21st Mar 2018

Franco-German plan sees visa free travel for Russians

Just weeks after EU states were asked to forge a common position on Russia, the French and German governments have set out their own vision of how relations should develop.

The EUobserver has learned that EU diplomats recently received a Franco-German blueprint for relations with Russia - the third plan of its kind to come before them in as many weeks.

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Russia’s deft exploitation of intra-EU divisions in the past has prompted the Union to try and forge a common position, but so far, it seems, to no avail.

Splits over how to solve splits

In a sign of the EU’s difficulties, the 15-page Franco-German ‘non-paper’ contrasts markedly with the hard-line approach taken by the Commission and the Irish presidency who recently produced similar reports.

The Franco-German proposal would see Russia offered a path to visa free travel as well as an increased decision-making role in European defence.

France has made no secret of its displeasure at the hard line that some in the EU have sought to pursue with Moscow.

When foreign ministers last month warned Russia against failing to extend a bilateral trade deal to the new EU members, French President Jacques Chirac said some member states should "show more respect".

Mr Chirac has long courted Russia as part of his drive for a ‘multi-polar world’ and has sought to use his influence in Moscow as a lever in Europe.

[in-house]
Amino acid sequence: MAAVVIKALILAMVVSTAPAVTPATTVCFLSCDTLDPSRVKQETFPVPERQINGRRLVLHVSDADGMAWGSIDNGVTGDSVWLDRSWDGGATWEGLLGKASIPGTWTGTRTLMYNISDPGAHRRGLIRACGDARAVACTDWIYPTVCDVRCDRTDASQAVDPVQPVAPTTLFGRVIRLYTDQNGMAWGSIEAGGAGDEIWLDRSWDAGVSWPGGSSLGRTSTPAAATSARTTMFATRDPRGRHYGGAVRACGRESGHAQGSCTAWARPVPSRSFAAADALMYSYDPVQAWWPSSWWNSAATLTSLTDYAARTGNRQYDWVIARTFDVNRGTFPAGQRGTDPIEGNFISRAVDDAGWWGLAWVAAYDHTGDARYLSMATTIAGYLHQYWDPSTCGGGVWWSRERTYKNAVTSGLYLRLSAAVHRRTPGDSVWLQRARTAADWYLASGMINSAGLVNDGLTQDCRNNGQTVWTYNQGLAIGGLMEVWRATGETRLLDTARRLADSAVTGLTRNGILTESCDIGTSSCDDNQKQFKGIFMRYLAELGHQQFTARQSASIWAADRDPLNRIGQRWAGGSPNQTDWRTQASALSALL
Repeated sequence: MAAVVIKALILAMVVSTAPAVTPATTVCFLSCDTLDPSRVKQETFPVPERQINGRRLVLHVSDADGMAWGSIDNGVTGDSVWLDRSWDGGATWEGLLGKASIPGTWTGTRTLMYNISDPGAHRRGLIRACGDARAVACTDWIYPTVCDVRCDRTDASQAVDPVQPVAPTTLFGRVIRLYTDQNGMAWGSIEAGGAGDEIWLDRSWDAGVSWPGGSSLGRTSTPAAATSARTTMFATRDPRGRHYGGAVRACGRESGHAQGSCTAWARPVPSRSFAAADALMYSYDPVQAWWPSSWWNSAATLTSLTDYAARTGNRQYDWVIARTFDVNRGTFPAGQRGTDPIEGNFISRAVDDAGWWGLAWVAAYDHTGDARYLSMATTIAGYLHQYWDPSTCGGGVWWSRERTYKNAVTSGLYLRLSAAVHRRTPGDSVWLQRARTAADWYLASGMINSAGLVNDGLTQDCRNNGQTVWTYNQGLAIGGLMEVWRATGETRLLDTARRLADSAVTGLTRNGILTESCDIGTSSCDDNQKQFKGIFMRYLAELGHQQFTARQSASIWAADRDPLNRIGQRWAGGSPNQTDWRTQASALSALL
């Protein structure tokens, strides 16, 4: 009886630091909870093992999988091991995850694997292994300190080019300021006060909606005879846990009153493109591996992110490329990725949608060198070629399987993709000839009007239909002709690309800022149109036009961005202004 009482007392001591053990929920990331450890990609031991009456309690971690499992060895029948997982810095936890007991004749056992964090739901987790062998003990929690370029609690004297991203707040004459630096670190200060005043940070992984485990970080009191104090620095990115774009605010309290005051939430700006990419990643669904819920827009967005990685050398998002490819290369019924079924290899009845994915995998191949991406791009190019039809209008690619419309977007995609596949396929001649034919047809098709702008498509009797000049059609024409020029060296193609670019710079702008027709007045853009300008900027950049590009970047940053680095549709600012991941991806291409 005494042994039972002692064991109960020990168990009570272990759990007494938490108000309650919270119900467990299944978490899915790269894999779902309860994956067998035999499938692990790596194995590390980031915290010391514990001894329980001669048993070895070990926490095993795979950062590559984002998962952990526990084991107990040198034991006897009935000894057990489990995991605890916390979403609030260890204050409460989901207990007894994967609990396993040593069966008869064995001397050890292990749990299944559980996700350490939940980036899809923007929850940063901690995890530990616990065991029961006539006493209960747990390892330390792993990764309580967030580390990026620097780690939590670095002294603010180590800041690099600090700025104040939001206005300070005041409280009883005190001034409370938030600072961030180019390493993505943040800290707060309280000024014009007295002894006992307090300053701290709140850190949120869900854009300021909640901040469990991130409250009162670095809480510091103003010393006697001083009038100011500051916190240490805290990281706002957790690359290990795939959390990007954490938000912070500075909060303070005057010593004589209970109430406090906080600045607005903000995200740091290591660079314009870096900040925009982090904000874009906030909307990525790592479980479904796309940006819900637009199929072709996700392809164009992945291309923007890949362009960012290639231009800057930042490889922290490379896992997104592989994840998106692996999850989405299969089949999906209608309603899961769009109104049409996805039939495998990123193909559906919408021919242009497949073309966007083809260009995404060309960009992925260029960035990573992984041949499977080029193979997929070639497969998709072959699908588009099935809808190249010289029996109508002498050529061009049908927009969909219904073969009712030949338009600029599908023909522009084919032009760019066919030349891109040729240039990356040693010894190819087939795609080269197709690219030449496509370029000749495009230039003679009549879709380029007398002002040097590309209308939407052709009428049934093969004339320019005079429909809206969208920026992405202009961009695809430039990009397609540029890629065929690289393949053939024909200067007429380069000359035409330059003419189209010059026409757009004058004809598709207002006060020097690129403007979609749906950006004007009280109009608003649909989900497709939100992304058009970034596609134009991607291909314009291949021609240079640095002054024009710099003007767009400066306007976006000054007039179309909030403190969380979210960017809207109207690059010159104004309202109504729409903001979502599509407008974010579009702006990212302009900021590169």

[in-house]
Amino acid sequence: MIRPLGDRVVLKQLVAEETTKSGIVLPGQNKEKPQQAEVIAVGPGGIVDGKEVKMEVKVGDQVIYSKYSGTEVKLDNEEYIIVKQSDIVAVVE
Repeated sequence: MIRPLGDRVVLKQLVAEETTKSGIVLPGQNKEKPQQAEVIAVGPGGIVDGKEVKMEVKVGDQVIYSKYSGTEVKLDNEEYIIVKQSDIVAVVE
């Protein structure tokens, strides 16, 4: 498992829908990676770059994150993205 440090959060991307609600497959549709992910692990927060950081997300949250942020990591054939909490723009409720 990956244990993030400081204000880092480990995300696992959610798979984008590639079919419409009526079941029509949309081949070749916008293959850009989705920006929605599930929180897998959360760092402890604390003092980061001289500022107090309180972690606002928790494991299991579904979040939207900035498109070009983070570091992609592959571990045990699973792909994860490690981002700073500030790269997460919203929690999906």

The French, however, are keen to portray the document as "food for thought" - compatible with previous plans, while helping to plot the next steps in more detail.

One French spokesperson told this news-site that initial reactions to the plan had been "very positive".

However not everyone is so upbeat.

Many diplomats say they are uneasy with the plan - particularly those ex-Iron Curtain countries.

Some describe the French approach as being flawed, with Paris failing to understand the way Russia works.

"You have to look not at what Russia accepts at negotiations, but how they implement the deals" said one diplomat.

The French and German governments hope the plan - which covers the four thematic areas of the economy; research education and culture; security, justice and home affairs; and energy and the environment - will be taken up at the EU-Russia summit in June.


Four years on – but we will not forget illegally-occupied Crimea

Together with many other partners, including the United States, Canada and Norway, the European Union has implemented a policy of non-recognition and sanctions regimes, targeting people and entities that have promoted Russia's illegal annexation.

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